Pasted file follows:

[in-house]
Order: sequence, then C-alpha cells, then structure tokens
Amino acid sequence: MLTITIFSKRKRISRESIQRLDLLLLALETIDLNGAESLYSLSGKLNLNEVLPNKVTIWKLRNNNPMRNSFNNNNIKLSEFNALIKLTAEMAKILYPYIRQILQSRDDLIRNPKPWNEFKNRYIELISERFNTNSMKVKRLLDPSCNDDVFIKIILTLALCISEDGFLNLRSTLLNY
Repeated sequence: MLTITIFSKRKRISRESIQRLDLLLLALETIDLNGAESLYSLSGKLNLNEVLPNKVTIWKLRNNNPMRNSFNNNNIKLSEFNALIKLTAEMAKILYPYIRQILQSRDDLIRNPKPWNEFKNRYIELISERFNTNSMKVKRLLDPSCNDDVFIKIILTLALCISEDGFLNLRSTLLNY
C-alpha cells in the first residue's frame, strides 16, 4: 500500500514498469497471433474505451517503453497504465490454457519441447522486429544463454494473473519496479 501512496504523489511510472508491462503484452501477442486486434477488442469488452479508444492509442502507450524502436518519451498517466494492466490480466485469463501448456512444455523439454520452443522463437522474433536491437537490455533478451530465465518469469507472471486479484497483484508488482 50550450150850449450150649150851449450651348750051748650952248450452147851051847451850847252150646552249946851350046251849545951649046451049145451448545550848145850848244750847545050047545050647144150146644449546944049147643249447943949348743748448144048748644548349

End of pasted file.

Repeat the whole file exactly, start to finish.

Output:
[in-house]
Order: sequence, then C-alpha cells, then structure tokens
Amino acid sequence: MLTITIFSKRKRISRESIQRLDLLLLALETIDLNGAESLYSLSGKLNLNEVLPNKVTIWKLRNNNPMRNSFNNNNIKLSEFNALIKLTAEMAKILYPYIRQILQSRDDLIRNPKPWNEFKNRYIELISERFNTNSMKVKRLLDPSCNDDVFIKIILTLALCISEDGFLNLRSTLLNY
Repeated sequence: MLTITIFSKRKRISRESIQRLDLLLLALETIDLNGAESLYSLSGKLNLNEVLPNKVTIWKLRNNNPMRNSFNNNNIKLSEFNALIKLTAEMAKILYPYIRQILQSRDDLIRNPKPWNEFKNRYIELISERFNTNSMKVKRLLDPSCNDDVFIKIILTLALCISEDGFLNLRSTLLNY
C-alpha cells in the first residue's frame, strides 16, 4: 500500500514498469497471433474505451517503453497504465490454457519441447522486429544463454494473473519496479 501512496504523489511510472508491462503484452501477442486486434477488442469488452479508444492509442502507450524502436518519451498517466494492466490480466485469463501448456512444455523439454520452443522463437522474433536491437537490455533478451530465465518469469507472471486479484497483484508488482 50550450150850449450150649150851449450651348750051748650952248450452147851051847451850847252150646552249946851350046251849545951649046451049145451448545550848145850848244750847545050047545050647144150146644449546944049147643249447943949348743748448144048748644548349